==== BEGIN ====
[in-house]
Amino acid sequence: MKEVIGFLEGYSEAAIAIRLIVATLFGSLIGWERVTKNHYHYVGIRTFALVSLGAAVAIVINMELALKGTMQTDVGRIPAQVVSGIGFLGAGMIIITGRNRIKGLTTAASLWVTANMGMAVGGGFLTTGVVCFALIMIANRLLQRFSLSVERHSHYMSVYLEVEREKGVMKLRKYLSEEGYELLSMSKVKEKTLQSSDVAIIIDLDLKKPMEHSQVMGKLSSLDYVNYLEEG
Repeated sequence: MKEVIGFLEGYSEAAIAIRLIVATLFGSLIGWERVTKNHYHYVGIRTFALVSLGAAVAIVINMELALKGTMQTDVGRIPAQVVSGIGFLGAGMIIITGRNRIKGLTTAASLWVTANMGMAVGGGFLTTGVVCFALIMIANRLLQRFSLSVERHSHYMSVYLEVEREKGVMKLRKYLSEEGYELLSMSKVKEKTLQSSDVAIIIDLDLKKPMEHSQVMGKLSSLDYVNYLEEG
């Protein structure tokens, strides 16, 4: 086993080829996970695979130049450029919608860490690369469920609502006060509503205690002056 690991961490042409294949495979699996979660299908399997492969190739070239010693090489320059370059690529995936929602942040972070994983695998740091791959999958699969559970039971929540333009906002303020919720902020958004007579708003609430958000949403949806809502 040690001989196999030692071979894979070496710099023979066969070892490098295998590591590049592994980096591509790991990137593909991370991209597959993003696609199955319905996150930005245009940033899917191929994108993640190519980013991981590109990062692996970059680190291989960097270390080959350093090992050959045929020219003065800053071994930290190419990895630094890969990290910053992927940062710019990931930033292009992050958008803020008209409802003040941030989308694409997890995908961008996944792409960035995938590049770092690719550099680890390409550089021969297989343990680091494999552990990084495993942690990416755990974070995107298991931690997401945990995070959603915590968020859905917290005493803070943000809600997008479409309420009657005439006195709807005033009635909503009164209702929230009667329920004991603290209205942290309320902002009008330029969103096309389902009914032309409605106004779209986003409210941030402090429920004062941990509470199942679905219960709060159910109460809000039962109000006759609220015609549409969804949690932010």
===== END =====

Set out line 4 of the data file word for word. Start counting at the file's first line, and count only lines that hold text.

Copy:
């Protein structure tokens, strides 16, 4: 086993080829996970695979130049450029919608860490690369469920609502006060509503205690002056 690991961490042409294949495979699996979660299908399997492969190739070239010693090489320059370059690529995936929602942040972070994983695998740091791959999958699969559970039971929540333009906002303020919720902020958004007579708003609430958000949403949806809502 040690001989196999030692071979894979070496710099023979066969070892490098295998590591590049592994980096591509790991990137593909991370991209597959993003696609199955319905996150930005245009940033899917191929994108993640190519980013991981590109990062692996970059680190291989960097270390080959350093090992050959045929020219003065800053071994930290190419990895630094890969990290910053992927940062710019990931930033292009992050958008803020008209409802003040941030989308694409997890995908961008996944792409960035995938590049770092690719550099680890390409550089021969297989343990680091494999552990990084495993942690990416755990974070995107298991931690997401945990995070959603915590968020859905917290005493803070943000809600997008479409309420009657005439006195709807005033009635909503009164209702929230009667329920004991603290209205942290309320902002009008330029969103096309389902009914032309409605106004779209986003409210941030402090429920004062941990509470199942679905219960709060159910109460809000039962109000006759609220015609549409969804949690932010």